Faced with its increasingly irrelevant role in the economic decision-making process within the European Union, Spain abstained in protest on Monday night in a vote to confirm Jeroen Dijsselbloem as the new head of the Eurogroup, the organism that brings together the 17 economy ministers in the euro zone.
This is the second time in two months that Spain has made such a move, having earlier tried to block the appointment of Yves Mersch, from Luxembourg, as a new member of the European Central Bank’s governing council.
By failing to support Dijsselbloem’s appointment, Spain was left isolated and created an unprecedented situation — the Eurogroup president has always been elected unanimously.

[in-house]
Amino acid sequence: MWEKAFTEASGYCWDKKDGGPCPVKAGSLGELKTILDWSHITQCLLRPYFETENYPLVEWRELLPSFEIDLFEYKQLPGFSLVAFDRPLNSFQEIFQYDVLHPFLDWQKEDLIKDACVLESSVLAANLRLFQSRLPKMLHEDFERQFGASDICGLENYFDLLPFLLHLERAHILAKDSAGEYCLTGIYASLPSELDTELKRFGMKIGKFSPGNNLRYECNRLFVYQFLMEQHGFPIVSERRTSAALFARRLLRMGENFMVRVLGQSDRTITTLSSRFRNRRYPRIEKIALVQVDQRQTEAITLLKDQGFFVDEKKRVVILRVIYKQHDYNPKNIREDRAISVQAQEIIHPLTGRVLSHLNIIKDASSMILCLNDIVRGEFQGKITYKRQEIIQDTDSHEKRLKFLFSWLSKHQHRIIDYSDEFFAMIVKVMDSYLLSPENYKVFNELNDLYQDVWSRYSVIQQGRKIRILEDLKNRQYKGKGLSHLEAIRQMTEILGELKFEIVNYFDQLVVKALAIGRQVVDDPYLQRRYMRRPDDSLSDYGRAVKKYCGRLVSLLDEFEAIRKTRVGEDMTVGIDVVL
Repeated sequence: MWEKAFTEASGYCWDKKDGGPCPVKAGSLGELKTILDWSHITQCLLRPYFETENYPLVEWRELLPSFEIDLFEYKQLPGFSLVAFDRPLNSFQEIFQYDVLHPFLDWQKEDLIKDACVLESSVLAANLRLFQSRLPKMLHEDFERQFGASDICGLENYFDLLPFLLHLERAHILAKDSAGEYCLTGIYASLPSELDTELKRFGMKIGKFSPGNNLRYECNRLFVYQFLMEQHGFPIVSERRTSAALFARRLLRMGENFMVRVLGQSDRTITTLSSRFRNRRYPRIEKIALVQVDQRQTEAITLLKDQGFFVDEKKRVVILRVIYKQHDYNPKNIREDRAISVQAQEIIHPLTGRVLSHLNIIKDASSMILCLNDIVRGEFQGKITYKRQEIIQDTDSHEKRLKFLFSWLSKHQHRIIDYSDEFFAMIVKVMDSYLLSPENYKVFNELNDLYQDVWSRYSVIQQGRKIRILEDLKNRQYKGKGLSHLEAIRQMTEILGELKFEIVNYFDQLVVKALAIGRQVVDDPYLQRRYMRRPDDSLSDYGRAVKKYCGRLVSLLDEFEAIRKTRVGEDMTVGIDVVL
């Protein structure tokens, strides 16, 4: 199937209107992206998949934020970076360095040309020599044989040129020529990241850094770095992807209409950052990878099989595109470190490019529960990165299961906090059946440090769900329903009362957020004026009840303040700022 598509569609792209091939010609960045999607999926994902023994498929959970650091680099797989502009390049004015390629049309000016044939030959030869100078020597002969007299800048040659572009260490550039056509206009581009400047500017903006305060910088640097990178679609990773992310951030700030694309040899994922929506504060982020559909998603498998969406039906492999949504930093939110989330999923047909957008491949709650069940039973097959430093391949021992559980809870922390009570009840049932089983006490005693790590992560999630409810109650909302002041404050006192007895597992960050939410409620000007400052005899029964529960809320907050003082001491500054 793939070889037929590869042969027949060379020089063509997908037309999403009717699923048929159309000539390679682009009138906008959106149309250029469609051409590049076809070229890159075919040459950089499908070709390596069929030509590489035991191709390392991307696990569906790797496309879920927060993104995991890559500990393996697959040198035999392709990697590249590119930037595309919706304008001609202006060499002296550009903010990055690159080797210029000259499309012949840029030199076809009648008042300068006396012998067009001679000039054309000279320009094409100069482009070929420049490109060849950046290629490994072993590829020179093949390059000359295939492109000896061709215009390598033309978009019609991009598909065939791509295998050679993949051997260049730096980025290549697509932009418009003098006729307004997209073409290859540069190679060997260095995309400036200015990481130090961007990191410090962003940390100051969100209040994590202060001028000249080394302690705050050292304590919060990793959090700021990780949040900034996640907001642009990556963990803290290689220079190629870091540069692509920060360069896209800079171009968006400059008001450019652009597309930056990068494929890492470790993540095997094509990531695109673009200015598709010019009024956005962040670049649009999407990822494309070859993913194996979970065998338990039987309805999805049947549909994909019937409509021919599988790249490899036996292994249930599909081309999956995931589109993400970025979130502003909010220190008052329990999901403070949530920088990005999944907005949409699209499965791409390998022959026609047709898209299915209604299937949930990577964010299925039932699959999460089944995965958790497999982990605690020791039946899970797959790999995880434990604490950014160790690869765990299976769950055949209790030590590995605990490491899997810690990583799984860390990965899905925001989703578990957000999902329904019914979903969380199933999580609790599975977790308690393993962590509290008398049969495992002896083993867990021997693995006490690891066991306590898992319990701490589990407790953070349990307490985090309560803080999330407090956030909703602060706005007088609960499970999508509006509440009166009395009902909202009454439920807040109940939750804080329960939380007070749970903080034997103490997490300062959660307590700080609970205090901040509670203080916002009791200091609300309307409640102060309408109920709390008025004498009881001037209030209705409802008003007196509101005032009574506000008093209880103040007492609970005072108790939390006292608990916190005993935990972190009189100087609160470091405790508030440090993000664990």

While his 16 colleagues voted yes, Economy Minister Luis de Guindos opted to abstain in protest, reflecting the government’s discontent over the distribution of responsibilities.
In a press conference late Monday night, Dijsselbloem, who is from the Netherlands, said that De Guindos had not explained his abstention. But on Tuesday, the Spanish minister spoke to the press to explain his posture. “Spain [...] did not vote, and didn’t support the appointment of the Eurogroup president,” because, he said, “Spain is underrepresented in the EC’s institutions.” He added that once Dijsselbloem has been confirmed in the role, “Spain will cooperate fully, because we are all in the same boat.”